The more perfect the co-ordination of the whole, the greater is the development of each and every part—the co-ordinating power itself included. Failing to direct to the stomach a proper supply of nutritive food, the arms and legs lose their power, and the eyes become affected — the brain participating in the loss of strength, until at length life ceases to exist.
The more perfect the development of the various portions of the MAN, and the more numerous and marked the differences of the qualities that are developed, the greater must be the power to maintain commerce within himself, and with the exterior world —rapidity of circulation being an essential characteristic of the highest organization. — So, too, must it be with society — the more numerous the differences, and the greater the power of association, the more complete being the subordination, and the more absolute that respect for the rights of others, in which consists the most perfect freedom. For proof of this, we may now, once again, turn to the diagram already so frequently placed before the reader:
Slavery. LABOR. Freedom. Paper. Paper. _Rags... Land valueless. LAND. Land high in value.
On the left, there are few differences. Societary organization having, therefore, no existence, force furnishes the only law, and the laborer is enslaved, while the land continues valueless. On the right, the differences being numerous, society has become organized — co-ordination and subordination thus growing together, and man becoming more free.
Looking now to early Attica, we see, in the many little communities by which the small and barren territory had been occupied, the first rude efforts at societary organization. The demand for human powers being very limited, differences were few in number — each and every man uniting in himself the various characters of sailor, trader, soldier, and mechanic. Interdependence among men had but very slight existence, and, as a necessary consequence, there was little among the communities of which they were a part — each and every of them being ready, at any moment, to invade the territory, and annihilate the rights of person and of property, in each and every other.—Tracing them thence onward, we find differences increasing as society becomes more developed — co-ordination and subordination keeping steady pace with the growth of wealth and population, until, at length, the well-formed societary body, with Athens for its head, appears upon the stage, with Solon for its legislator — exercising the power of co-ordination in giving to the people a constitution in which freedom on one hand, and subordination on the other, are provided for, in a degree never before equalled in the world.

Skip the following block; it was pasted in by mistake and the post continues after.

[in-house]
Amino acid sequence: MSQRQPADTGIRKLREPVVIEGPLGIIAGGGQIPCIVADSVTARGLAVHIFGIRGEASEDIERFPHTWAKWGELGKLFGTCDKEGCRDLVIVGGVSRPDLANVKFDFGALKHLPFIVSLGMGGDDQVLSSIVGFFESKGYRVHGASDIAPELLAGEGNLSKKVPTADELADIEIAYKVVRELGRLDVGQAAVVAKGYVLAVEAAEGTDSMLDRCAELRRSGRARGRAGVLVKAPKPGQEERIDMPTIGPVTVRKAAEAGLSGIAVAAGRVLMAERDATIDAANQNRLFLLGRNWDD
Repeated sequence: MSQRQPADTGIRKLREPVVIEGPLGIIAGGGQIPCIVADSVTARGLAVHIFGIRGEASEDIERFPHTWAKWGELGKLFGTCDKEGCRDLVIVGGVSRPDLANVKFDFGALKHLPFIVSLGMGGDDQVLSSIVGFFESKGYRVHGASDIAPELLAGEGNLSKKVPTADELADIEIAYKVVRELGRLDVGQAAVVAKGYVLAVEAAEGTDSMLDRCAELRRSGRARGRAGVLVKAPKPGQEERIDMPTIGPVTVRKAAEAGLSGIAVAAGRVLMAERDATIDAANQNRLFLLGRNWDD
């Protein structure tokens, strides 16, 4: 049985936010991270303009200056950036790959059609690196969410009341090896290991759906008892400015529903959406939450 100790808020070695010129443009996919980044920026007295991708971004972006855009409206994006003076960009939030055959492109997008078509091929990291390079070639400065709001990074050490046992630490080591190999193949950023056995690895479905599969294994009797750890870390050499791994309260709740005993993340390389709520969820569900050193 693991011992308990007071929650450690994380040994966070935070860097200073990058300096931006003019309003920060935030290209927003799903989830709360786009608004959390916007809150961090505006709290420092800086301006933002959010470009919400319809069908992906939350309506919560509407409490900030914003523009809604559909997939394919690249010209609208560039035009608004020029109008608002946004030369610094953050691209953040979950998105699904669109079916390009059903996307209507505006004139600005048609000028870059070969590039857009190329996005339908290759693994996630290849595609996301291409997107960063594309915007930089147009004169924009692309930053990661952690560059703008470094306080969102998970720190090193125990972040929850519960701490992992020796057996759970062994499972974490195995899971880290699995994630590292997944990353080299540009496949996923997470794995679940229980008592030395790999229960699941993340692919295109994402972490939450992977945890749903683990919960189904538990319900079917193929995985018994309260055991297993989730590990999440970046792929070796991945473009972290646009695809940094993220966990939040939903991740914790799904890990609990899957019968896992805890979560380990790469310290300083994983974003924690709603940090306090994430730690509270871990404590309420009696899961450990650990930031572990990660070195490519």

As a consequence of this approach to order it is, that Athens now occupies in history a position more distinguished than has, even yet, been assigned to any community of either ancient or modern times.—The step thus made should, however, have been only preliminary to another, in virtue of which the interdependence of the various little communities of Greece at large would have been promoted, and the subordination of each and all to a central power well established. Failing to carry out the idea here begun, Greece became a scene of perpetual war, and differences disappeared—the once free communities becoming resolved into masses of traders and soldiers on the one hand, and slaves on the other. Comparing now the policy of Solon and Lycurgus, we find the tendency of the former to have been in the direction of the devevelopment of human faculties, and the production of differences, whereas the latter looked to the limitation of human pursuits, and the prevention of differences. In the first, the interdependence of the various portions of society, for almost a century after Solon, was a constantly augmenting force — stimulating all to effort, and producing that high development of which Athens was the scene. In the other, the system tended in the reverse direction — annihilating all desire for distinction other than that to be obtained by force or fraud, and closing by the reduction of society to two great classes, the great landholder on the one hand, and the slave on the other. In the one, subordination became, for a time, from year to year more perfect. In the other, it declined as the small proprietors diminished in number, until at length they wholly disappeared. Crossing the Adriatic, we obtain a reproduction of Sparta, and not of Athens–fraud and force, and not a growing interdependence, being the foundations of Roman power. Those who would open for themselves the road to fortune, must use the sword, and that alone; and hence it is, that Roman history is but a record of the gradual disappearance of those differences among men, without which there can be no perfection of the societary organization. Early Italy presents for our examination numerous and prosperous cities, placed among fields that were owned by the men who tilled them. Imperial Italy, on the contrary, exhibits little beyond a single city, filled with paupers, traders, and bankers, and owned by great proprietors whose distant lands were tilled by slaves. As a consequence of this it is, that Roman history, from the days of the Tarquins, to those of Marius and Sylla, Cicero and Cataline, Antony and Octavius, is but a record of growing brutality and insubordination on the one side, and of declining power of co-ordination on the other—the directing